The easiest way to set a deadline — or even multiple deadlines — is to turn them into a calendar item. Write down a series of meetings, appointments, and events that help you stay accountable and organized, such as writing group meetings, book readings, or due dates for reviewing sample chapters. You can use these deadlines to help yourself find structure in the writing process, and make sure that it makes sense — deadlines can also help you stay accountable to your readers, as most of us know writing can take some time.
Choose a workspace
After you’ve established a draft schedule, it’s time to find a place to actually write. Find a spot that’s free of distractions. Go to your nearest cafe if you have to, but turn off your devices and close your Wifi. It’s also extremely helpful to write at the same time each day. This gives you something to look forward to, which will motivate you to keep at your writing. You need to write diligently, every day, if you want to finish a novel.
In addition to a dedicated spot, you’ll also want to consider the tools of your trade. If you have a desktop, laptop, tablet, or smartphone — or some combination thereof — select your writing tool. For many authors, it’s a laptop they can take with them when they travel. For others, it’s a little pad of paper. Others still use online writing tools or write with a word processor. Is the tool you use comfortable for you?
It’s easy for you to get swept away in the idea that you’ll be “writing as you go,” but the fact remains that you need to plan your story before you blindly jump in with both feet. Take a notebook and write out the broad strokes of your story in chapter format. Give thought to how many scenes to include, the rising and falling action, the internal journey of your protagonist, and how you’ll end your first book.
Be sure to be open to revision during this step. Listen to advice, suggestions and even critiques from whoever you share your outline with. What worked for you in the first draft might be hamstrung by typos, logic holes or useless exposition and you may need to pick it apart and build it anew in the second draft. Sticking with broad themes like the ones described in the first paragraph is important, but it’s likely that your core plot will shift in a more trivial direction, so be ready for it and give thought to how you can take the new chunks of information and shift the rest of your outline to fit.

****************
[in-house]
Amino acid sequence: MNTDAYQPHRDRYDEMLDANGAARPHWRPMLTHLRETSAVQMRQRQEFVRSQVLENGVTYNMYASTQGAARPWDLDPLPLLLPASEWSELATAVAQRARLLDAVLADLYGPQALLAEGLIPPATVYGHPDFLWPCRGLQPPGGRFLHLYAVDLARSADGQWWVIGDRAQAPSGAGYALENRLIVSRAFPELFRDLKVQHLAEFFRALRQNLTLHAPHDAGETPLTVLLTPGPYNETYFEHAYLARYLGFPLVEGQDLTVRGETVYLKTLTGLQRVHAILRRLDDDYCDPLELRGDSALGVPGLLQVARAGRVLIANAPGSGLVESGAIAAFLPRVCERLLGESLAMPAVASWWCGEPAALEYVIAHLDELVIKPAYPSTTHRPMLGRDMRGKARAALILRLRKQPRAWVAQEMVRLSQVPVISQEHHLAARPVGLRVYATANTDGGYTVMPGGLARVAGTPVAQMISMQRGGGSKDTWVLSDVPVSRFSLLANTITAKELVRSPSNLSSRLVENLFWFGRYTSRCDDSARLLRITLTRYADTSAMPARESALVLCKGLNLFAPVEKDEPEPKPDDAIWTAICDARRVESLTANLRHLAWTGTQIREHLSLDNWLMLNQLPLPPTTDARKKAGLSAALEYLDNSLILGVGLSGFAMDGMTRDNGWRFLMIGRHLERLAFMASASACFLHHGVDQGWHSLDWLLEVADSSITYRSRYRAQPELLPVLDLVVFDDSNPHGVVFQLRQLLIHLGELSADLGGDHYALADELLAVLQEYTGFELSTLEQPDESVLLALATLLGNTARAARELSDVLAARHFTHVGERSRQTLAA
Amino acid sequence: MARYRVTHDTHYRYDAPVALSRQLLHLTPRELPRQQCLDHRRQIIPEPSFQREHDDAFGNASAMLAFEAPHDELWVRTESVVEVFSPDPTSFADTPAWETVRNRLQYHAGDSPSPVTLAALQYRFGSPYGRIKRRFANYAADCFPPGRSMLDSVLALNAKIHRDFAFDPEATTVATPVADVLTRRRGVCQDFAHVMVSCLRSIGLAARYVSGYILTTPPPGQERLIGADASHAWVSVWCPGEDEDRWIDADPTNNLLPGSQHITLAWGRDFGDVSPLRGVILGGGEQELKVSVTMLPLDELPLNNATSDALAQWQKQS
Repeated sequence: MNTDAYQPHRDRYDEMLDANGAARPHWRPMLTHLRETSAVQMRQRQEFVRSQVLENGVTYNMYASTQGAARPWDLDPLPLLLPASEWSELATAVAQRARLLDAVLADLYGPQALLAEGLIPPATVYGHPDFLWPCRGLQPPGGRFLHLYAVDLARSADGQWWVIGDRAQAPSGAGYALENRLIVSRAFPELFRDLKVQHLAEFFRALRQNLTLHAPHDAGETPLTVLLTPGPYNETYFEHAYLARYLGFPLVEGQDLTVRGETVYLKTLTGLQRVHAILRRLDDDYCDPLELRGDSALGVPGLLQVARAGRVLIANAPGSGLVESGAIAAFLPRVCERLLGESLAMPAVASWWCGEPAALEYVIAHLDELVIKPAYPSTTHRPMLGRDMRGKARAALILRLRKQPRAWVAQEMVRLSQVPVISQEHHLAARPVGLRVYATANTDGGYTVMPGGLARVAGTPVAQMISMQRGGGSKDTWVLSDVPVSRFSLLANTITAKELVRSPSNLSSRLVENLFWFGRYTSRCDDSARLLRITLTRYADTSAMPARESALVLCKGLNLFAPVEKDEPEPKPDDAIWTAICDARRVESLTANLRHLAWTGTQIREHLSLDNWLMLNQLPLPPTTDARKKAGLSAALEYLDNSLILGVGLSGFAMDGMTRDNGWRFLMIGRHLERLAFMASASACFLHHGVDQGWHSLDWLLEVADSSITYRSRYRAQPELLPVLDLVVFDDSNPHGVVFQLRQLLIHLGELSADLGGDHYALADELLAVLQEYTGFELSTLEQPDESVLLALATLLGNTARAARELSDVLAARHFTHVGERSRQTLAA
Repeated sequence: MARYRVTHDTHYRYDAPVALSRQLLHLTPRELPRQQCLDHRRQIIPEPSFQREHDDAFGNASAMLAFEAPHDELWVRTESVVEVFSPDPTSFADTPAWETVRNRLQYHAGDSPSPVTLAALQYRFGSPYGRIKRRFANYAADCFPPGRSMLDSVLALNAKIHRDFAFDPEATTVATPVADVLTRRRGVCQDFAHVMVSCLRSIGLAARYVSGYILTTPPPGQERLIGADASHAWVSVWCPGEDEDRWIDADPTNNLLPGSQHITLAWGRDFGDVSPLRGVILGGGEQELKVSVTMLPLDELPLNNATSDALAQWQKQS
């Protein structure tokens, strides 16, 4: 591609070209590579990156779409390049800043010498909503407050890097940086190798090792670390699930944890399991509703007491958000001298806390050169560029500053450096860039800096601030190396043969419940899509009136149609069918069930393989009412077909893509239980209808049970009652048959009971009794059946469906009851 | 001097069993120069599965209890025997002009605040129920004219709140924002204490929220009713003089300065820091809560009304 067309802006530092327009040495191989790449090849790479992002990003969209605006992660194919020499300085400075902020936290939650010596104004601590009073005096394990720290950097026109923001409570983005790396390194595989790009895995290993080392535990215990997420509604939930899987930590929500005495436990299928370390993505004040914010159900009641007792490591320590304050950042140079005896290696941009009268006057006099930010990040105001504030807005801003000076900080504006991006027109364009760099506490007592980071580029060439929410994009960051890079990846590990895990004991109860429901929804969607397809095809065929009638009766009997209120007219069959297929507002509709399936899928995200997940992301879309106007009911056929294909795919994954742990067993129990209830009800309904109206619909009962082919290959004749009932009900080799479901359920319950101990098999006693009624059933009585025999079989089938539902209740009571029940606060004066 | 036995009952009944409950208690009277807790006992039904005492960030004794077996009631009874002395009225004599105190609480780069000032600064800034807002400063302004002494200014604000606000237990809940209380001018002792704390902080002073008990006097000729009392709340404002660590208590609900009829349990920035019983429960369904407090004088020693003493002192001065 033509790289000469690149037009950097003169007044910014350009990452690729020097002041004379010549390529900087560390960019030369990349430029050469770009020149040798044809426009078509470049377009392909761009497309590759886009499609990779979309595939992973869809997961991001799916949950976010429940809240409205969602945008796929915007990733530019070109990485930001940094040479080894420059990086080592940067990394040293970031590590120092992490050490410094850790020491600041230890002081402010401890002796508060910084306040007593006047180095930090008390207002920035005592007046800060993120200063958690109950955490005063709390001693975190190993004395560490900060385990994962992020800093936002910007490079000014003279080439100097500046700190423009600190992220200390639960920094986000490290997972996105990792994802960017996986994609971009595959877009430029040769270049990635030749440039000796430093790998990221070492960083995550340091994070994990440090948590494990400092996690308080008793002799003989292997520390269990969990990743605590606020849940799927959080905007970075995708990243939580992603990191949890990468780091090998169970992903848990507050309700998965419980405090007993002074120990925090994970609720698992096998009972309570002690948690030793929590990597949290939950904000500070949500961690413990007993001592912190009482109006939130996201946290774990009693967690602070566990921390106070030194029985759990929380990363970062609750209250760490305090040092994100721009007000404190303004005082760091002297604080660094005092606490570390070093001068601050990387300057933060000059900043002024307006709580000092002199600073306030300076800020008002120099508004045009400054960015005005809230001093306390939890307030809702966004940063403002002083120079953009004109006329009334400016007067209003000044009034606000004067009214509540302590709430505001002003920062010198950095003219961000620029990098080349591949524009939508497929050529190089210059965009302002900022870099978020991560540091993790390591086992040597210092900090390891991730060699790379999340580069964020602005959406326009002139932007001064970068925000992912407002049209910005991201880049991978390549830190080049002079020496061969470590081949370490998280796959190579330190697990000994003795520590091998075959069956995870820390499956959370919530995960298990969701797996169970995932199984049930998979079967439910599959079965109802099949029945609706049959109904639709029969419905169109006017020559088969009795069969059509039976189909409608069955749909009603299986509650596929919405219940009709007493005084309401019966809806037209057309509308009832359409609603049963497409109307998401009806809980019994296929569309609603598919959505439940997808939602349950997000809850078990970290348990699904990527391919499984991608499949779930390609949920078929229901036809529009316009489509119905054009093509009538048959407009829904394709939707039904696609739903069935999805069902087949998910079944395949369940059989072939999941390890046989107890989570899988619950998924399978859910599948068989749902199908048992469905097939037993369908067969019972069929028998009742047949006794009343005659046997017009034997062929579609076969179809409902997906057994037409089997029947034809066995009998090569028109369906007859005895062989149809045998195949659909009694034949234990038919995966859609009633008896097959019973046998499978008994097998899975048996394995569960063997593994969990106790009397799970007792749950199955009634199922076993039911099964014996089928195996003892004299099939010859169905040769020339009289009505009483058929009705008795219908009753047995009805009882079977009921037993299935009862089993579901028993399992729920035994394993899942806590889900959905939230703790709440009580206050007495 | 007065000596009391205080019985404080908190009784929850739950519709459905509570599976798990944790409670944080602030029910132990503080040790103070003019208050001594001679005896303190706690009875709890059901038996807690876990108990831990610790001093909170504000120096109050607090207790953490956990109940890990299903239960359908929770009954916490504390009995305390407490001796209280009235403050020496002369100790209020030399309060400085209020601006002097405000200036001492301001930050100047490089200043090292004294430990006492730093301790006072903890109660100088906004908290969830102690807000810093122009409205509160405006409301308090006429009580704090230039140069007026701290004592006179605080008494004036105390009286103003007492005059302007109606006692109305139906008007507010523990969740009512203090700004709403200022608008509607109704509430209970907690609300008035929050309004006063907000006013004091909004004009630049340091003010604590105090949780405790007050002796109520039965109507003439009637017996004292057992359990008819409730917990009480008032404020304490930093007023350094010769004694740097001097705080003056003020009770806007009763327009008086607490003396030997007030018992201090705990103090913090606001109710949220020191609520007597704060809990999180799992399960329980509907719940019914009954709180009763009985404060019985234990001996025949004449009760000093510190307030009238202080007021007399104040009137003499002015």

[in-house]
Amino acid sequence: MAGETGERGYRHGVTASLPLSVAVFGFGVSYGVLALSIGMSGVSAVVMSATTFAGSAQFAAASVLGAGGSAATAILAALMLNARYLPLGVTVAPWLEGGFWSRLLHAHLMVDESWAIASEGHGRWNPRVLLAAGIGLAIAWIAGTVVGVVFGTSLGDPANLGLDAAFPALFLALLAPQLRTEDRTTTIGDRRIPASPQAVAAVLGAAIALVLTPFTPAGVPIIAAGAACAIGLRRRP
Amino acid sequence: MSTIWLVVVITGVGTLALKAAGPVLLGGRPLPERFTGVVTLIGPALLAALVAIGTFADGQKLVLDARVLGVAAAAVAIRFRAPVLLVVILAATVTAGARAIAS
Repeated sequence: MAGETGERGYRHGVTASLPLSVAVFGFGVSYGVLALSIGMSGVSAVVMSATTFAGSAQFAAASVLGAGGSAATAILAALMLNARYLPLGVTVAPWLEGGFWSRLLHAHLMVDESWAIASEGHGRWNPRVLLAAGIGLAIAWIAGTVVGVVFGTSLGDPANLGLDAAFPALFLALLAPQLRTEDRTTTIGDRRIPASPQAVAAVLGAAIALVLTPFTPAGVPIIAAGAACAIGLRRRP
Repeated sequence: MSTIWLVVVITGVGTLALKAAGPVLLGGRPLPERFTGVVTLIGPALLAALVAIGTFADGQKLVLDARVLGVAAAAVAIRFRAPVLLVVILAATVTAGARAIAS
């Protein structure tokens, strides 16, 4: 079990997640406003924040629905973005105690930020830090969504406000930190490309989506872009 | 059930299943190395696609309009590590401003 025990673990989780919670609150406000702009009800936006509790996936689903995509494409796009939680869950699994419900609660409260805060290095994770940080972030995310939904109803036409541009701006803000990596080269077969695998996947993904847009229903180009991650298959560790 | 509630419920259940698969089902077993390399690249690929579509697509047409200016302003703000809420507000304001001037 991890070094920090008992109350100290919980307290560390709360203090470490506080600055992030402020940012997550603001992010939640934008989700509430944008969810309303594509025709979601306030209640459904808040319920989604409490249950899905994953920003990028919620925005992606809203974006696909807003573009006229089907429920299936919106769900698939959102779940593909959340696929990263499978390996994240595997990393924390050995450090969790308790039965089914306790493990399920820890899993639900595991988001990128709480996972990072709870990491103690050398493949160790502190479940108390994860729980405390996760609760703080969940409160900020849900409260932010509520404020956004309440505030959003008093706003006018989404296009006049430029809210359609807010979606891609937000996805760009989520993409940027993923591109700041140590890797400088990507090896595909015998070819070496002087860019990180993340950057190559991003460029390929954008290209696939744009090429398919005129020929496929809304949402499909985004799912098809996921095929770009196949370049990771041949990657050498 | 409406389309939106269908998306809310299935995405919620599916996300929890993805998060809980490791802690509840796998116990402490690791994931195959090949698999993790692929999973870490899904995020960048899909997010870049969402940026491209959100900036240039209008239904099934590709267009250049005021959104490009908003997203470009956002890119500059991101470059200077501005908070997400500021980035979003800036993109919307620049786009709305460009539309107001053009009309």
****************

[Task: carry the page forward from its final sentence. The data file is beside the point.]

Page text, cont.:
Forget perfection, it’s impossible
A huge number of writers have trouble starting, because they’re waiting for the “perfect moment.” But the “perfect moment” doesn’t exist. So don’t wait for it – start writing your novel as soon as you can. The biggest myth about writing is that you must wait for inspiration to strike. You don’t need inspiration to write – you need a blank page. Waiting for the muse to tell you what to do is an excuse for not putting words on the page. Push through the confused and muddled first draft, and muse will show up when you’re a few chapters in. Promise. If you’re usually great at starting but overwhelmed this time, panicking over how little you have? Small bits add up to bigger bits, and the only thing you can do now is start a little bit. Just put one word on the page, and tomorrow if you can add another, do it.
Just crushing through it
The first draft is just that, the first draft! It’s the all-important first step of transforming your story from an abstract concept into a concrete work. Don’t expect it to be pretty. There should be holes in logic, sections that aren’t finished and places where the narrative becomes confusing. The key is to just get through it, working out the problems in each chapter and one at a time. Later on, you can go back and fuss with chapters closer to the end of your story but for now it’s best to press on ahead.
Keep the story vague and rough — forget about a detailed world map or making sure the plot and dialogue fit together perfectly. The keys to your first draft are to get your story out of your head fast and not to let all the pieces of the puzzle start to fall into place just yet. You need to keep yourself from getting overwhelmed by the process of drafting your story and instead just go into it without thinking about how you are pushing the words out.
Just as it’s hard for a child or an amateur to sit down and do a challenging piece of piano music, it can be daunting to sit in front of the blank page and start outlining your story in a compelling way. So don’t! Instead, pretend it’s your job to entertain an audience, just like if you were telling a story around the campfire or telling ghost stories around Halloween. Really relish the fun of using unusual or unexpected juxtapositions, knowing that you’re not held responsible for making it all work out over the long haul. Also make sure you use what you know about your audience. You know what kind of people or animals they are, what they like to eat, where they live—use this knowledge in unexpected places, like naming a boy’s pet dog Lunch, or throwing a dinner-party-themed murder mystery.
Surprise yourself with the things you come up with while playing with your story. Pay attention to any nuggets that hit with the success you feel you’re looking for. Often these will occur to you without you even making an effort or pushing yourself to think up something interesting—and sometimes as you’re falling asleep! These “fun ideas” are great because they can take the wind out of your sails when you write them down. Then, once you’ve got some initial momentum, it can help get you over the hump. Sometimes you’ve got to write through bad ideas to get to good ideas, and the initial spark might be all it takes to get your ball rolling.